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The Daily Wildcat

The Daily Wildcat

 

Smoke breaks no more

Robert+Alcaraz+%2F+Arizona+Daily+Wildcat%0A%0AThe+UA+Health+Network+has+banned+all+tobacco+products+starting+with+Jan.+1%2C+to+speak+out+against+tobacco+related+illness.
Robert Alcaraz
Robert Alcaraz / Arizona Daily Wildcat The UA Health Network has banned all tobacco products starting with Jan. 1, to speak out against tobacco related illness.

The UA Health Network implemented a ban on smoking and tobacco products both in and outside of its hospitals to promote a healthier environment.

Beginning on Jan. 1, the network, which oversees the University of Arizona Medical Center–University Campus, the University of Arizona Medical Center–South Campus and dozens of clinics in Tucson and Southern Arizona, will not allow smoking outside in any facet — not even in the hospital’s parking lot. “Butt huts,” or designated smoking areas, are also no longer options.

It was important to ban tobacco products because, as a leading health care institution, having a tobacco-free environment was appropriate, according to John Marques, vice president and chief human resources officer for the network.

“Tobacco-related illnesses are a leading cause of death,” he said. “We decided it was right for us to do.”

Many options are offered to patients and their families to help them quit smoking.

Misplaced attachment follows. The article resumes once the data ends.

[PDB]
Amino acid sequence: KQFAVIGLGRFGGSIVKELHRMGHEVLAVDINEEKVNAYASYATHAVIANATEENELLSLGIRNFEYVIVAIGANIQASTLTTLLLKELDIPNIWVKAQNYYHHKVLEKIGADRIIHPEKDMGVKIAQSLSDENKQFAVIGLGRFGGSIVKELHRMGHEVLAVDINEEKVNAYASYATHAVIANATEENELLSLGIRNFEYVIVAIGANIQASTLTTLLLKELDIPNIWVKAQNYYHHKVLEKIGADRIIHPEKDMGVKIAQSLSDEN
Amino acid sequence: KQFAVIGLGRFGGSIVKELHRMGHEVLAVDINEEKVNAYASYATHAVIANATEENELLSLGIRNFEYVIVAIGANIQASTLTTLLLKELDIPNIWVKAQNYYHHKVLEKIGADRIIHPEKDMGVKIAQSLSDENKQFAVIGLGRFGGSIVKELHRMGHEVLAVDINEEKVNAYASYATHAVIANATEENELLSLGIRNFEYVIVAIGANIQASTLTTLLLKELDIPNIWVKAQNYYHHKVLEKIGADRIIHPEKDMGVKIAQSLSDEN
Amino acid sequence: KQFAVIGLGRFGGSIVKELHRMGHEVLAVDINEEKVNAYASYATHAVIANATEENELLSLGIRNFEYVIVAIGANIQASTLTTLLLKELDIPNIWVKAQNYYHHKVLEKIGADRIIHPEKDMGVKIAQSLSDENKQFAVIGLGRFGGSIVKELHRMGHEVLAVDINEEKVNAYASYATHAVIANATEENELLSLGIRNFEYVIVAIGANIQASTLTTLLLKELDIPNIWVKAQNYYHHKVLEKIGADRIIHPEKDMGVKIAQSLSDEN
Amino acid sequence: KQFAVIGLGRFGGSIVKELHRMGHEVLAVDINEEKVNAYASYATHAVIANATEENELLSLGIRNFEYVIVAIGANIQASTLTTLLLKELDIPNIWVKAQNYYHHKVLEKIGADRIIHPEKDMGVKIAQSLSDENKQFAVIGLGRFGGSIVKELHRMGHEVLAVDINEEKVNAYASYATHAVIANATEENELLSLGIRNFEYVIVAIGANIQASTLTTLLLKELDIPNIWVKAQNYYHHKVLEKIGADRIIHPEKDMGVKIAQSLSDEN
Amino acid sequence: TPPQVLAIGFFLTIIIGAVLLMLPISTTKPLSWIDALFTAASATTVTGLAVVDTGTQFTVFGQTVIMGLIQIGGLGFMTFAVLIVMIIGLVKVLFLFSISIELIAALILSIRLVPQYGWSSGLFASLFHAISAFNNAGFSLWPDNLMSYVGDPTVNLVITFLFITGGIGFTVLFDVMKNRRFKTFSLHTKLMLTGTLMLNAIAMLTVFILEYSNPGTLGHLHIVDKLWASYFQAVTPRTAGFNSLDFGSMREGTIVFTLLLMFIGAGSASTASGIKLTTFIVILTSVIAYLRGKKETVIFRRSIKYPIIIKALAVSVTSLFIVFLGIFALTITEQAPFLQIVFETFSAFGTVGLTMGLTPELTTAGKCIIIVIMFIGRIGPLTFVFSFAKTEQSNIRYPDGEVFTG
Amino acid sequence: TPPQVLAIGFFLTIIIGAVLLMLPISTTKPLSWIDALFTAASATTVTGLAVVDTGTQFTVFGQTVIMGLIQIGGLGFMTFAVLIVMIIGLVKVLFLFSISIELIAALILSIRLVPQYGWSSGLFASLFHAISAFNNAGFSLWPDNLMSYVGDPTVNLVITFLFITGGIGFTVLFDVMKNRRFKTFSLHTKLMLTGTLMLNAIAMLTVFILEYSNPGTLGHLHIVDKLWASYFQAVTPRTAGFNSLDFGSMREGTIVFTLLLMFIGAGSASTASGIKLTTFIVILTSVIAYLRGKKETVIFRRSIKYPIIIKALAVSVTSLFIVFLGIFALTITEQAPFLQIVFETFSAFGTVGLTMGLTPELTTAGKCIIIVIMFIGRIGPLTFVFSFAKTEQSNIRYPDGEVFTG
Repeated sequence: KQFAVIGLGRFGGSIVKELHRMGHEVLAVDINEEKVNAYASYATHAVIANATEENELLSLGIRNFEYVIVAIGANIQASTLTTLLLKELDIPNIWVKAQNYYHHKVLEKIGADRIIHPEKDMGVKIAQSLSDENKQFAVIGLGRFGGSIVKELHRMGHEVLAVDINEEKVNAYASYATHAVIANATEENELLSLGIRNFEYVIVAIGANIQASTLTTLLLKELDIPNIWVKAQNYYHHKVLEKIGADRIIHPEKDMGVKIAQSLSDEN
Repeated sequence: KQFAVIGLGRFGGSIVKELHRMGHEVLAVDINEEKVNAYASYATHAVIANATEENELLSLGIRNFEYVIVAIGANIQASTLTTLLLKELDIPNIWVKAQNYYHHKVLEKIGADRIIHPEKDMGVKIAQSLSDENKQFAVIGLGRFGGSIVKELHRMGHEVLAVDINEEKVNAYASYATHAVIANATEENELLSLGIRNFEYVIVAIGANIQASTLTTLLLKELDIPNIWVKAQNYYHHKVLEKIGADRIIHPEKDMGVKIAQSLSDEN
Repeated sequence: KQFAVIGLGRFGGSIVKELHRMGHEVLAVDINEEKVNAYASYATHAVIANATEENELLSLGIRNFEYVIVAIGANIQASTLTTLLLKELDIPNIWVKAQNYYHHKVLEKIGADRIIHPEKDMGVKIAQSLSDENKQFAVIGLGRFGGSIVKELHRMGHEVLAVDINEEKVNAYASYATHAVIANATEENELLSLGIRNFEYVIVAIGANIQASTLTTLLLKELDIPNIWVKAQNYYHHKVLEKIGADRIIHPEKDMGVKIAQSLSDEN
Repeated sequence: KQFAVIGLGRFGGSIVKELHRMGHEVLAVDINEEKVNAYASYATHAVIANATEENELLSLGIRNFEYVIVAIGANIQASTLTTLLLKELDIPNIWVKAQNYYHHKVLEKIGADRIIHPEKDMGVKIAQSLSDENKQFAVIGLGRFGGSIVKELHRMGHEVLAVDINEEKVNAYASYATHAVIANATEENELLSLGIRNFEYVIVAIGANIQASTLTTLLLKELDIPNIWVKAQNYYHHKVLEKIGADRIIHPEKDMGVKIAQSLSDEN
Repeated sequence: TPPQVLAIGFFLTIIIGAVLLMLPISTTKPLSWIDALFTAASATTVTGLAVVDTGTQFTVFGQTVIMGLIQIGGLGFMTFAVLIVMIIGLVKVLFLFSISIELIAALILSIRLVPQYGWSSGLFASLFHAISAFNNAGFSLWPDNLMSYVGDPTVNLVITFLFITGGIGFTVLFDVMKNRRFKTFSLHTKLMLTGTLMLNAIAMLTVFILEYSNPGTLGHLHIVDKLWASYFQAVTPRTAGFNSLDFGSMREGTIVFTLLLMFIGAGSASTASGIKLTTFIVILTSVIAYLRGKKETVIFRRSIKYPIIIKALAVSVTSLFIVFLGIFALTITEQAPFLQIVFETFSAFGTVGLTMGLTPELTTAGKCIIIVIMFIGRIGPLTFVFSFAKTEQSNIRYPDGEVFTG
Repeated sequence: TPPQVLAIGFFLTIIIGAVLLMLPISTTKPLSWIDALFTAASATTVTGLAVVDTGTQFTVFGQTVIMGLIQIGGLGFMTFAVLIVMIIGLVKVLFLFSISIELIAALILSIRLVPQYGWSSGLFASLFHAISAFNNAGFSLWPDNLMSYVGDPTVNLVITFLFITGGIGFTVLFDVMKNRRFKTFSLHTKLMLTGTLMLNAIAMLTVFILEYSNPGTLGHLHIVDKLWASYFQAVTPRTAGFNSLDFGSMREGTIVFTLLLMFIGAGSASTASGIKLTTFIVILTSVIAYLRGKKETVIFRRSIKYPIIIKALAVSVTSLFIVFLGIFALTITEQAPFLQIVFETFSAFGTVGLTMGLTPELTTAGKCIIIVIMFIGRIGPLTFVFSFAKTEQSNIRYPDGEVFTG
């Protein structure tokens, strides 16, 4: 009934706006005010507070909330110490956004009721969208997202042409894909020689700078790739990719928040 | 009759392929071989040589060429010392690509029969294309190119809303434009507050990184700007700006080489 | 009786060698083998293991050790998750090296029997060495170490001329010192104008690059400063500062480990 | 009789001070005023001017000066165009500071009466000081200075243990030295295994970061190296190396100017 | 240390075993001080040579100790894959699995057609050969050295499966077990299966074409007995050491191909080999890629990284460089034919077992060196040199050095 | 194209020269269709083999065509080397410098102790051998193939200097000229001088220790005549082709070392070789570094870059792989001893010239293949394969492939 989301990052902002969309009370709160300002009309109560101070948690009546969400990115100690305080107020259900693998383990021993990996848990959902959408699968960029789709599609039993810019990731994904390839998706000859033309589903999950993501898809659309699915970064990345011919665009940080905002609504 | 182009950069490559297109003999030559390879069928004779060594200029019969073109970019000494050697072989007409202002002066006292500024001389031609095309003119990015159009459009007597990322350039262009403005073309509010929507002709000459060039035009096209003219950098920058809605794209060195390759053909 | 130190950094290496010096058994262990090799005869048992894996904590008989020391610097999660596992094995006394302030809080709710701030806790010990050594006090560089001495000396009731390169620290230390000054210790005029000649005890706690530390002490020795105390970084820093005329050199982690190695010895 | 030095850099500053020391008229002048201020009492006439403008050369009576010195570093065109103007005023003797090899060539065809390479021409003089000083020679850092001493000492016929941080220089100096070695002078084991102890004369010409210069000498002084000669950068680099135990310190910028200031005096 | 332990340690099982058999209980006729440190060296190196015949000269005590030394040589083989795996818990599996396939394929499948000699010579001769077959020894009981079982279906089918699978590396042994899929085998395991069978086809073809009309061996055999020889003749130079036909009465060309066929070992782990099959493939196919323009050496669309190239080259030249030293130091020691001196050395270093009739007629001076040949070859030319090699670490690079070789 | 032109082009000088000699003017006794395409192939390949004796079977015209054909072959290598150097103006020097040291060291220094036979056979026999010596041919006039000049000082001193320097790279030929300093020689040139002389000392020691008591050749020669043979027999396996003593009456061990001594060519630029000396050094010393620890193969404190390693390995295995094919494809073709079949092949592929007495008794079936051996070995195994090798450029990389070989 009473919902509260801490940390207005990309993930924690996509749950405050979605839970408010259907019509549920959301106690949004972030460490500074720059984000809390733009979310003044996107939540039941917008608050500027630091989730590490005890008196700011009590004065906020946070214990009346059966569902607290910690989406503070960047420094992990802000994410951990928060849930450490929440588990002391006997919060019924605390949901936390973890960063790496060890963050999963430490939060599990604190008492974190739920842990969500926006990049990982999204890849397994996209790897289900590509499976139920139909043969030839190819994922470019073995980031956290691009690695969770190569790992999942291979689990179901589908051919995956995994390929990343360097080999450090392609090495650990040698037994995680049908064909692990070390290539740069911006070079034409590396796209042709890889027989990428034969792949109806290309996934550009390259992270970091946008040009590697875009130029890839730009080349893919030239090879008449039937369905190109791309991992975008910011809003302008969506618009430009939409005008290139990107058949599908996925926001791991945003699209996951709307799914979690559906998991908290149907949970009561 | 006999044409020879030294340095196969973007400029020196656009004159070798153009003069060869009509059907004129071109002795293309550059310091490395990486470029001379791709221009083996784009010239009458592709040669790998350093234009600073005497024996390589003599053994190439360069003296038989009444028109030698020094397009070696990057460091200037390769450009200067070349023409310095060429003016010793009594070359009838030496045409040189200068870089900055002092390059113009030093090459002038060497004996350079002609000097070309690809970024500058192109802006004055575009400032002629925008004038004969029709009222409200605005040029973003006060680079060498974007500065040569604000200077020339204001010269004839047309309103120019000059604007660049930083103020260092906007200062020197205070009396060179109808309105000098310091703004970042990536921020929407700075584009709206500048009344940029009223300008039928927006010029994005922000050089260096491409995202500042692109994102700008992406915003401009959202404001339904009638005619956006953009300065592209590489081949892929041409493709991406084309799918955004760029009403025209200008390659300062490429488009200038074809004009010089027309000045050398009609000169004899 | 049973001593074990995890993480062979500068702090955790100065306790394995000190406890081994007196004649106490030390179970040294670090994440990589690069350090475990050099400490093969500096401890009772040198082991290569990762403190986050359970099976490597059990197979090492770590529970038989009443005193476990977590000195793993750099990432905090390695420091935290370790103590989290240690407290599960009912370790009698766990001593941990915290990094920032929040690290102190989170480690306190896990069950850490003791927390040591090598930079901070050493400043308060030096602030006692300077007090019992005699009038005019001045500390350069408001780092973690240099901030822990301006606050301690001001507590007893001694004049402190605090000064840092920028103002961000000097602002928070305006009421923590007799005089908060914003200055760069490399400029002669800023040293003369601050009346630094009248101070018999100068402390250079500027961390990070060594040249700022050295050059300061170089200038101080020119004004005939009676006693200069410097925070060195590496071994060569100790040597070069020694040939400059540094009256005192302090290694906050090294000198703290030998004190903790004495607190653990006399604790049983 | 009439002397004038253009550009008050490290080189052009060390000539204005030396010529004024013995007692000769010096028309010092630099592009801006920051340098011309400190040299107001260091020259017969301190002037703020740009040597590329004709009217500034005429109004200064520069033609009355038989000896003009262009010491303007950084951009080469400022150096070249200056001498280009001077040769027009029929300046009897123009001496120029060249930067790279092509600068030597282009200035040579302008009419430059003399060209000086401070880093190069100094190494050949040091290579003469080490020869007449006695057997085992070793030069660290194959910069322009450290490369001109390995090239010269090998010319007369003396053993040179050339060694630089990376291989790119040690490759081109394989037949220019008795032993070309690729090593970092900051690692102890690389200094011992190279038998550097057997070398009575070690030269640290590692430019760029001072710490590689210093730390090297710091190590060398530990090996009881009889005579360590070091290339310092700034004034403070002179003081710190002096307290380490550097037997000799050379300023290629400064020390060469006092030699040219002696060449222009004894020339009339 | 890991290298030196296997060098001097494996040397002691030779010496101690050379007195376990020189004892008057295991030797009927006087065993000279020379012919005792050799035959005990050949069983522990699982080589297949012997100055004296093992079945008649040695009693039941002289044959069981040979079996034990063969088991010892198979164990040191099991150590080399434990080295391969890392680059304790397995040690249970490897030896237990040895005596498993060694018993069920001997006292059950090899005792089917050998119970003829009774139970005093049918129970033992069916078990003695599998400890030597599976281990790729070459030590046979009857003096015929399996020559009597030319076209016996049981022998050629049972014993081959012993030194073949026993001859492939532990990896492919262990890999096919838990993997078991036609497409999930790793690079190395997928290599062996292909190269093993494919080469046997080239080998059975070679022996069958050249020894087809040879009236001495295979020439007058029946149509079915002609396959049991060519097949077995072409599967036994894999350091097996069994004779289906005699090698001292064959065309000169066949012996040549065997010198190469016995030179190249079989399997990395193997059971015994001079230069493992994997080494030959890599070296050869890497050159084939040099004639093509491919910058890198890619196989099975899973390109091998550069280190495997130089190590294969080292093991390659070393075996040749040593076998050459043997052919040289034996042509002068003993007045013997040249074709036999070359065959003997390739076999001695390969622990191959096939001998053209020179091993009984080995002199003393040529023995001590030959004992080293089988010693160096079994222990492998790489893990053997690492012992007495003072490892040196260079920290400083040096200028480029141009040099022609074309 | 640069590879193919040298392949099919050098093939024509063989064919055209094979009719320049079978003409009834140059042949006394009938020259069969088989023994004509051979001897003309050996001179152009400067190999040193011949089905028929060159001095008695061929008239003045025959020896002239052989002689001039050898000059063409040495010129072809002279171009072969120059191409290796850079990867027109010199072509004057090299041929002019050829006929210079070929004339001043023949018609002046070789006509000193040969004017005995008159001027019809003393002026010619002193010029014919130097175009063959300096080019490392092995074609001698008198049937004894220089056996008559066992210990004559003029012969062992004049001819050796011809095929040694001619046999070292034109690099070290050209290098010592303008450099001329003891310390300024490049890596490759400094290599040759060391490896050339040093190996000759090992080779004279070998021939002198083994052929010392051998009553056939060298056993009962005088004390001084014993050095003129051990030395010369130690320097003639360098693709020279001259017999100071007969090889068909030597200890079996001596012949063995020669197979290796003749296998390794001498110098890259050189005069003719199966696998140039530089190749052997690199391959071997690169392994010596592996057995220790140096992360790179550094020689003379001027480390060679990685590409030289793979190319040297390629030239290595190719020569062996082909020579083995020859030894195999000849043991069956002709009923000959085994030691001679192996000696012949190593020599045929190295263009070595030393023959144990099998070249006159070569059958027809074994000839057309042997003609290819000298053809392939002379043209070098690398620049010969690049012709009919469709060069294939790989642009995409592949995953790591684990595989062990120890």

Employees, along with their spouses, children, parents, siblings or significant others, can join the Quit & Win Tobacco Free Living Program through the UA Department of Family and Community Medicine. The program, Marques said, is designed for individuals who may need targeted, structured and medically supervised approaches to quitting.

Another option available to Health Network employees is the Helpers Program, which was developed by Myra Muramoto, a professor in the department of Family and Community Medicine. She not only advised the network to go through with the new ban, but also helped UA President Eugene Sander quit smoking.

The program, she said, aims to train volunteers to encourage tobacco users to quit in a nonjudgmental, nonconfrontational and respectful way.

“We want them (the volunteers) not to be pushy,” she said. “We want them to be a resource. Most tobacco users want to quit at some time … some sooner than later.”

The Helpers Program is free and available to anyone in Arizona, in person or online.

Additionally, the network will provide nicotine replacement therapy gum free of charge through pharmacies to its patients and their families who need it.

“Some folks are there (in the hospitals) for an extended period, even days at a time,” Marques said. “We realize that may be a challenge for smokers.”

Both Muramoto and Marques said the ban has become widely supported.

Muramoto said the ban is the only way the UA Health Network can recognize that tobacco hurts bodies and lives and is a main cause of preventable death and illness in our country.

Marques said many people understood the importance of a health institution going tobacco-free, and said there has been a lot of positive response in the community as well.

“We are committed to be a tobacco-free environment for our staff and our families to have a positive and healthy environment,” he added.

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